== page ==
Welcome To The Danger Zone

Upon reading in yesterday's update by Zack "GeistEditor" Parsons that Lowtax had fallen down the stairs, I sprinted to the batphone to check up on his supposedly incapacitated condition. Well, that might not be quite right. Replace "batphone" with "Lowtax's apartment,"and "check up on his condition" with "steal his car," but the spirit is the same. To my dismay I found that Lowtax was, in fact, in perfect health, although that description can only be used loosely when describing someone whose daily diet contains more fatty acids than a stadium full of Crisco. In any event, I found that Zack's reports of Lowtax's injuries may not have been entirely accurate, although in his defense I will note that the online newspaper he runs has always been very careful and scrupulous in checking that their bald-faced lies do not directly contradict one another within the same article.

This led me to wonder why, when dreaming up possible scenarios where Lowtax hurts himself, one would use an idea that also involved Lowtax making a fool out of himself as well. After all, the man has given us free entertainment for well over a year, and in return has asked only for our money and personal belongings! Can't we at least try to maintain his dignity instead of endlessly mocking him? To that end I drew up a few future situations where Lowtax might suffer a fictitious injury, but instead of drawing our ire he could draw our respect or even admiration:

Lowtax twists his ankle while saving a baby from a burning building, or saving a building from a burning baby
Lowtax dives in front of the President and takes a bullet fired by a would-be assassin
Lowtax is admitted to the hospital for exhaustion and dehydration three days after being seen leaving a party with Jennifer Lopez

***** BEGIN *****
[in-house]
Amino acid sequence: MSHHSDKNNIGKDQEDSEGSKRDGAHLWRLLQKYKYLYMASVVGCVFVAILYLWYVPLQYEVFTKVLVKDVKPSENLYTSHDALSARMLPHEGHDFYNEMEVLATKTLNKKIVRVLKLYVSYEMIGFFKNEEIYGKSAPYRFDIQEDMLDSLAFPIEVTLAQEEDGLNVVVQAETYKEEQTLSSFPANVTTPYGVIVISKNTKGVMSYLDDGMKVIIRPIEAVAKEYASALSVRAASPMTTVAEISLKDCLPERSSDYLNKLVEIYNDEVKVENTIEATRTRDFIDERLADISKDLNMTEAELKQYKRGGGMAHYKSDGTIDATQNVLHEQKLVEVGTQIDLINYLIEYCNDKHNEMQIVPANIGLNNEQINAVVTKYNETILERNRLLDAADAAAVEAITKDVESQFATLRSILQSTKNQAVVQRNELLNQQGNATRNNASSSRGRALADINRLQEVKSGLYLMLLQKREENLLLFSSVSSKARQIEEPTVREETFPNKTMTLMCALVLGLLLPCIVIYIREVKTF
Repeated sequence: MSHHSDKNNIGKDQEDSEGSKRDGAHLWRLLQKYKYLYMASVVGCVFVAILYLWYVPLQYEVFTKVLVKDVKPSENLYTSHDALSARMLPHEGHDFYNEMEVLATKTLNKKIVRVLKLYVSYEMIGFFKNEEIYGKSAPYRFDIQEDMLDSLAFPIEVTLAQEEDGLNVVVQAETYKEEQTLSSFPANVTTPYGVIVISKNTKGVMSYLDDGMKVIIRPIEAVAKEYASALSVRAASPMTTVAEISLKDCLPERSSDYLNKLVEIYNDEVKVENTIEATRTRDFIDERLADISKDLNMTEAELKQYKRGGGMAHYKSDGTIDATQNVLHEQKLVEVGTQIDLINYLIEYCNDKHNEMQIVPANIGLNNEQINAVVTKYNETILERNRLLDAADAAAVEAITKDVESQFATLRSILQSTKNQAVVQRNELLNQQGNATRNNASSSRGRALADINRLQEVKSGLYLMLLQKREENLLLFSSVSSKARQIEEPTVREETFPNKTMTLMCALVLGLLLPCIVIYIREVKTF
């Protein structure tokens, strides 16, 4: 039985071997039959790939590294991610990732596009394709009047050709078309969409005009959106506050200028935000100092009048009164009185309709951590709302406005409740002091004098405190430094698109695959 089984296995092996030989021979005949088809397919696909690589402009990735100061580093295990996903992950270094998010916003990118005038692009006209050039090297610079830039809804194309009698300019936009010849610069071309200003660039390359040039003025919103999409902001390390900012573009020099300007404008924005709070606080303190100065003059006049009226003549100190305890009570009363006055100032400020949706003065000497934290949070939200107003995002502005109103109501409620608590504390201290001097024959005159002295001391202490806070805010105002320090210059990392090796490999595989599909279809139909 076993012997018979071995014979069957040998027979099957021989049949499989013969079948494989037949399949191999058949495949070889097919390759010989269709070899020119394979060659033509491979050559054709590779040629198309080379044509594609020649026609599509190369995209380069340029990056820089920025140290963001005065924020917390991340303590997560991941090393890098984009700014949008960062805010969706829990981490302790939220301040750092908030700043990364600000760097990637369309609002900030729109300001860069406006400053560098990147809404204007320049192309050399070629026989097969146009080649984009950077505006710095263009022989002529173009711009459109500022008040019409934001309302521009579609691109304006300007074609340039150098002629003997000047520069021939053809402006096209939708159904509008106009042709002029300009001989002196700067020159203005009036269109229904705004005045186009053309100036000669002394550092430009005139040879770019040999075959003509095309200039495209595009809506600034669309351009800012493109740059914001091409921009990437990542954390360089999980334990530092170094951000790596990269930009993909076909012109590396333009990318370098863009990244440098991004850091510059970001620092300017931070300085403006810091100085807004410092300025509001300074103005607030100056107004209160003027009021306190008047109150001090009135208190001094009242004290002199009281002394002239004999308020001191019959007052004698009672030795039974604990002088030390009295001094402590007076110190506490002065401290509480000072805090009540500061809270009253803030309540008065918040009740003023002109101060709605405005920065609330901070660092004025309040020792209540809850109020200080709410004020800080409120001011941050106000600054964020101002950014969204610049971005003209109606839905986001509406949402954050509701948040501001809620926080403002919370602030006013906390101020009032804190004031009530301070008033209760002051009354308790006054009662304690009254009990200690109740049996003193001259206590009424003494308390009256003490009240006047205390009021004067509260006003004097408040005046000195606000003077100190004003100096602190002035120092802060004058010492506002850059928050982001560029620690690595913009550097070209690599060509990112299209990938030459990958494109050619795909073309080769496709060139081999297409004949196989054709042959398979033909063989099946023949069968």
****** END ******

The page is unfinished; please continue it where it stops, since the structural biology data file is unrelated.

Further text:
Lowtax sprains his knee after tripping over his solid gold coffee table and falling into a pile of rubies and various other ill-gotten gains

After all, if we're going to make up lies, we can at least make up nice lies. Doesn't the man deserve as much? Well, probably not, but he did catch me stealing his car so I'm trying to make friendly here.

Hair Tomorrow, Gone Today

Andrew Stine, before the haircut

I went to get a haircut today. Before you start wondering why I'm mentioning this, let me add that this isn't some sort of life-shattering occasion for me. It's not like I'm Brad Pitt circa 1992 or John Romero or Samson or one of those other guys who spend 14 hours a day massaging essential oils into their scalp with an end goal of achieving a beautiful flowing mane which will billow in the wind and cascade invitingly over square, rugged shoulders and eventually get caught in a washing machine and rip off the owner's entire scalp and leave them a screaming, blubbering, skinless mess like Kevin Bacon in "The Hollow Man" just after he got the invisible potion injected into him without having an opportunity to gratuitously display his wang. I generally like my hair short, although lately it had been piling up as week after week passes by, eventually growing long enough to make visions of skinless-Kevin-Bacon-washing-machine-doom appear to me seven or eight times a day, which is about two more times than normal.